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Showing most liked content on 07/12/2019 in all areas

  1. 2 points
    i came across exactly the same thing. the outer layer is simply casting an undesired shadow which can be easily removed in shader with isShadow VOP:
  2. 1 point
    micropolygon can offer a good performance with volumes, particles, hair, DOF, and MB. it's not friends with anything pbr or raytraced thou. that means any modern pbr shaders, area lights, raytraced environment lights are bad and will render quite slow. if you wanna go with micropoly, stick to shadow maps and old school shader models (lambert, phong...). that makes it largely obsolete these days unless dealing with heavy volumes or particle sims,and perhaps some other special cases that are difficult to raytrace. heavy geometry and instances are not benefitting from micropoly in any way i would say (maybe rather opposite bcs unlike raytracing, micropoly needs to fit an entire scene in memory at once, if i understand it correctly)
  3. 1 point
    hi yeah texture is also a valid way how to approach it. performance-wise it will be much less efficient than using geometry blocking (sampling noise). I think using geo blocking doesn't actually add anything to the render time (why would it?). currently there are no other options out of the box for driving "directionality" of area light sources, other than already mentioned. of course if you are resourcefull enough you can build your own light shader. that's one of awesome things about Mantra that it's so open to allow you to do that. me, in most cases, can get the job done with spot light sliders or geo blocking, (or maybe using multiple parented lights) , and light texture being the last resort in some special cases. very much depends what the scale of your scene is - for small scenes using textured lights can be perfectly fine, with larger scenes less so. cheers.
  4. 1 point
    Well, internally, next frame, when the P updates, pprevious will still contain previous P, until it's updated to P at the end of the frame, usually by Gas Integrate So technically it is previous P during the solve
  5. 1 point
    Set Flow SOP preview: 1. https://vimeo.com/347248950 2. https://vimeo.com/347476024
  6. 1 point
    updated cache_chain_001_fix.hiplc
  7. 1 point
    @targetv is used by solver as a velocity of the medium the object or particle is in (air, water, whatever) It couples with @airresist, which sets the resistance of such medium (as a product of medium density, drag coefficient, ...) So even at 0 it @targetv will still affect your velocity as it will drag it down whenever @airresist is not 0 One way would be to animate @airresist to 0 so it will not affect it at all Or just don't use @targetv, update @v directly within DOPs when you need to give the impulse @force is another option, as you mentioned
  8. 1 point
    functions that write to not current point like setpointattrib() or create new geometry like addpoint() etc. Are queued in point order and executed on a single thread after all multithreaded code However that doesn't really matter in your case as much as the fact that in the single wrangle point() function will never read the updated "y" attribute, it will always read it from the input from so that's why 2 wrangles work for you You can always flip your code to be other way around and therefore more multithread friendly Like make all points look within the certain radius for points 17 and 306 and in the loop of found points they will change @y accordingly, as each point will only change its own value it'll be able to read it back using @y within the for look as expected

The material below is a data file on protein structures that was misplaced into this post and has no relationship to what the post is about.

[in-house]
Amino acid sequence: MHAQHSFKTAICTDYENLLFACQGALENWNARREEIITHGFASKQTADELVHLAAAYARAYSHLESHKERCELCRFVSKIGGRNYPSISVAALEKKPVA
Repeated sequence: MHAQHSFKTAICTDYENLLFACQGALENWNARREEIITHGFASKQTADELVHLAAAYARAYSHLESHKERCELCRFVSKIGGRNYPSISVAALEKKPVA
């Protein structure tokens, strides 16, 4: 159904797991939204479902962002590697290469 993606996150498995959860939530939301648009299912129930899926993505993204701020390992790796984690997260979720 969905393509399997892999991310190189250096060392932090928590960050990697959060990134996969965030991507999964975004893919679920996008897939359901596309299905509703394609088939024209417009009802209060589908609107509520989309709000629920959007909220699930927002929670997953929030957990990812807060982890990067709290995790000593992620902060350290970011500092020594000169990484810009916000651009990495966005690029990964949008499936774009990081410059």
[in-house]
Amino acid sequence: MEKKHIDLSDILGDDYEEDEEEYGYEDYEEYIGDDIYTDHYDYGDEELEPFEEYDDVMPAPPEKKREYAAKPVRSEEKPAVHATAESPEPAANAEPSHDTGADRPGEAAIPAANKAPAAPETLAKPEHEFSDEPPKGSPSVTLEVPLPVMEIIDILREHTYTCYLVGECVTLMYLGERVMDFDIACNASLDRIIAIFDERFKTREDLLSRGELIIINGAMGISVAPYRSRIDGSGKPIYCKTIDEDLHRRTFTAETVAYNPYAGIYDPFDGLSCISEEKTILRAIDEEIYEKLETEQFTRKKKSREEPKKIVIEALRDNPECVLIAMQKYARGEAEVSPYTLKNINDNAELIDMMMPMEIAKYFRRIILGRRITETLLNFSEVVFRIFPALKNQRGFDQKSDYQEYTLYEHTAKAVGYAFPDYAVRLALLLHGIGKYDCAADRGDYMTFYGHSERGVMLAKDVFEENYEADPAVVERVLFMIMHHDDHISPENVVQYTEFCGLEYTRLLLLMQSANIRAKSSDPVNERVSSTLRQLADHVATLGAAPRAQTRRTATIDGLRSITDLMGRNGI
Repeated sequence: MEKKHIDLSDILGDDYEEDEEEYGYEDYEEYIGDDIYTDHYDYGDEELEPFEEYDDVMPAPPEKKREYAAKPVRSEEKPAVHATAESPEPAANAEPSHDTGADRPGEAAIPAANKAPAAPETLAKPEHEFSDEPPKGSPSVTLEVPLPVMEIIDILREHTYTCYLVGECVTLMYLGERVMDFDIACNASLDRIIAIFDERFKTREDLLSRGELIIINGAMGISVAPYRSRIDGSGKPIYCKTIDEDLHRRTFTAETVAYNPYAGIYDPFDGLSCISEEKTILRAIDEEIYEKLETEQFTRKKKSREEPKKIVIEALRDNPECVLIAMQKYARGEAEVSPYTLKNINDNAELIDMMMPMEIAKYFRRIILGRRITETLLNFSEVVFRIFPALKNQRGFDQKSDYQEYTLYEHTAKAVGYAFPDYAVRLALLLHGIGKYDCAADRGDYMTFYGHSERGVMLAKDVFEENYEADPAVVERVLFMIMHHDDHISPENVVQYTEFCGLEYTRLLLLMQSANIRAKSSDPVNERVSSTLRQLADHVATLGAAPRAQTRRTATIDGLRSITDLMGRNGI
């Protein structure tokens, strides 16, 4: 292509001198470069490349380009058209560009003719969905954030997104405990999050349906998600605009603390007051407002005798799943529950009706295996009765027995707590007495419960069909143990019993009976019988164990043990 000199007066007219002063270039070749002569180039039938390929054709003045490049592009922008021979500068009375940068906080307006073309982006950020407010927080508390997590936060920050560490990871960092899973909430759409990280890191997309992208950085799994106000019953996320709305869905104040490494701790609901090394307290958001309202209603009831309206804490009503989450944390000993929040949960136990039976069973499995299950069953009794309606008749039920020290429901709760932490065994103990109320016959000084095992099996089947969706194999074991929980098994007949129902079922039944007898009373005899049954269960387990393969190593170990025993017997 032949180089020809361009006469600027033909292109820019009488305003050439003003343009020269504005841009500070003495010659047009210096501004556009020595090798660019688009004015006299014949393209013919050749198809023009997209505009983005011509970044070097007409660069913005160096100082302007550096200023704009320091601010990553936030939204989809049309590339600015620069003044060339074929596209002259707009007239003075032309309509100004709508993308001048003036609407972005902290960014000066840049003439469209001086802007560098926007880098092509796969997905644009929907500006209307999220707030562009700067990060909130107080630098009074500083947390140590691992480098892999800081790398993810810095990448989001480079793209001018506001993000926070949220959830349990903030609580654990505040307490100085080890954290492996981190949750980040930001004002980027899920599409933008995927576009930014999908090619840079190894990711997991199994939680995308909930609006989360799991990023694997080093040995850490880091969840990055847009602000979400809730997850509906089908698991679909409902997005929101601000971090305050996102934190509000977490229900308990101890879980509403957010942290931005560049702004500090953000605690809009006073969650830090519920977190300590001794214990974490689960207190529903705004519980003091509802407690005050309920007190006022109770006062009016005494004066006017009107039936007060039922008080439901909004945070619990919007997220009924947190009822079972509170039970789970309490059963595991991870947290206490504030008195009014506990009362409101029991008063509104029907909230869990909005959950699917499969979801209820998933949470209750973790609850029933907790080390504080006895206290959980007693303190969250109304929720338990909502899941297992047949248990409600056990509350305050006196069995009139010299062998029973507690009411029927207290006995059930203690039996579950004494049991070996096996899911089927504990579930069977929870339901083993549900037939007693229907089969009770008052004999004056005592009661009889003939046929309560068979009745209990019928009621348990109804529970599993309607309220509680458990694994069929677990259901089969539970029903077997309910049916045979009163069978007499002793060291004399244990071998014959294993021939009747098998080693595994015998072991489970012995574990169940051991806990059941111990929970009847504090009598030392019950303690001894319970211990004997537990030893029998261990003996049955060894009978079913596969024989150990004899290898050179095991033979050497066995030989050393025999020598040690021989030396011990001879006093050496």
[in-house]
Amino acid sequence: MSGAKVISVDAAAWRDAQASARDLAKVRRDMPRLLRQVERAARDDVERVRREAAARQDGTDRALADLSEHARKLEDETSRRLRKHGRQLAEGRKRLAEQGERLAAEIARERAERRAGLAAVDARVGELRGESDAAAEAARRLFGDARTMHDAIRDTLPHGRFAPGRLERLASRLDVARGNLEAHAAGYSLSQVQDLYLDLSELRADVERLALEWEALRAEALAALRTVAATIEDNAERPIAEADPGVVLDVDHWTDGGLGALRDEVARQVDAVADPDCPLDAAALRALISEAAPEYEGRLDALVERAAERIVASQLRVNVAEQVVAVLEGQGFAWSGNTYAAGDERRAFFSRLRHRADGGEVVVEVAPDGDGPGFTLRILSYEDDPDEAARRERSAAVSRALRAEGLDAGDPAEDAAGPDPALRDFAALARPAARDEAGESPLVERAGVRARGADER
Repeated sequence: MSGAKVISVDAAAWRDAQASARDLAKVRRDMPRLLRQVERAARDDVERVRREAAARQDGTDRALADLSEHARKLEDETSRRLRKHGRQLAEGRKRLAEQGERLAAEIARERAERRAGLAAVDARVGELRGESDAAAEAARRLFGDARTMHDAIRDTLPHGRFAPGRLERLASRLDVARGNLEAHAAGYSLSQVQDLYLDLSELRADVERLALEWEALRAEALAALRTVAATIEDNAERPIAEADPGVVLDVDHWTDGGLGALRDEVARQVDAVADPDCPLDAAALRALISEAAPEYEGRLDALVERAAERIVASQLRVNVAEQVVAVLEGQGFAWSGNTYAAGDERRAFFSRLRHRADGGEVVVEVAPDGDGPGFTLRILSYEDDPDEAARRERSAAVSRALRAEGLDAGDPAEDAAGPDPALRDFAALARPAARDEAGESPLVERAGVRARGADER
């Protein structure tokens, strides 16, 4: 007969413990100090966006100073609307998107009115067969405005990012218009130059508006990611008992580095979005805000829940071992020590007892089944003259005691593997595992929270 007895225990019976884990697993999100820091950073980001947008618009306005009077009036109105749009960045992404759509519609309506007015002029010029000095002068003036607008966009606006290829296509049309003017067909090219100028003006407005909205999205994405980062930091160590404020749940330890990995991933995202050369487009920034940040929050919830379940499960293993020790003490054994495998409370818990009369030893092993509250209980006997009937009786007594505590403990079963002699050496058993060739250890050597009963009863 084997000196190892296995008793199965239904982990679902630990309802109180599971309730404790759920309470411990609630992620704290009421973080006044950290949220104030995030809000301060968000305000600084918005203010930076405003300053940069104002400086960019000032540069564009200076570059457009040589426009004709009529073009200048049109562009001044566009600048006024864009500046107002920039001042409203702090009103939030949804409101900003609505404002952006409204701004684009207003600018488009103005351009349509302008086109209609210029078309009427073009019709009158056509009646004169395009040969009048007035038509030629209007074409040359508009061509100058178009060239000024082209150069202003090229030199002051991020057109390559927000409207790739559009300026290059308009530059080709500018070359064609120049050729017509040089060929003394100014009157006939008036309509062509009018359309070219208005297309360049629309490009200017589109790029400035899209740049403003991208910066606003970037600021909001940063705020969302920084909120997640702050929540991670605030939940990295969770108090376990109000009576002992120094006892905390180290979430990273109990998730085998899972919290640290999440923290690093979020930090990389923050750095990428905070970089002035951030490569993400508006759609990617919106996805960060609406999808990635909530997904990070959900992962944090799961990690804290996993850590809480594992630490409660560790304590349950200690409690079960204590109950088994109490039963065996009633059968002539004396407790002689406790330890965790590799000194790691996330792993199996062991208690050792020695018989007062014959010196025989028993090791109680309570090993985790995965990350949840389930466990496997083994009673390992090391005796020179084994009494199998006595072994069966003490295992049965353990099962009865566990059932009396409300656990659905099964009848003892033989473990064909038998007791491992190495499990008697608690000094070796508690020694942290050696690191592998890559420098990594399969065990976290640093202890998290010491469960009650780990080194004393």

9. 1 point
    I love when I ask here and then I have a thousand ideas just cause I asked it here. So theres this attribute called stopped. i@stopped = 1; makes that set of particles to stay steady
  10. 1 point
    I have modified your scene to allow both uv and shop_materialpath to flow through the fluid simulation. The higher the resolution, the better the quality of the attribute transfer. I generally discard FBX materials that are generated by Houdini and use a wrangle to re-write the @shop_materialpath to point to the material context I am using. Sometimes /shop, sometimes /mat. I have added a wrangle near the end of the Genesis3_Male node inside the FBX import node. This wrangle uses a simple IF statement to detect the old material name and reassign a new one that points to /mat context. Inside the /mat context I have dropped down a Principled shader and renamed it to "Face". Go ahead an extend this code by writing the material path code for the other 16 materials on this object. Then you can populate your /mat context with shaders and plug in your maps to those materials. if(s@shop_materialpath =="/obj/gen3_fbx/materials/Face") { s@shop_materialpath = "/shop/Face"; // Or use the /mat context. s@shop_materialpath = "/mat/Face"; } ap_119_FLIP.hiplc
  11. 1 point
    Hey guys, I found the solution now. So even in duveil's file there were some problems that didn't make it work in the end. The first block has to have "fetch feedback" instead of "fetch input" to make it work just like the old loop. File atattched. ForLoop_wrong_done_right.hipnc
  12. 1 point
    Smoothing geometry may help a bit. It will leave UVs straightened and tileable and reduce interpolation zigzags. It will also help UV Flatten to output proper geometry without such big distortion. Also you may try Delta Mush, it may simulate results you need. Swap UV with P, then apply DM on straightened UVs using UV Flatten output as a second input: delta_mush_uv.hipnc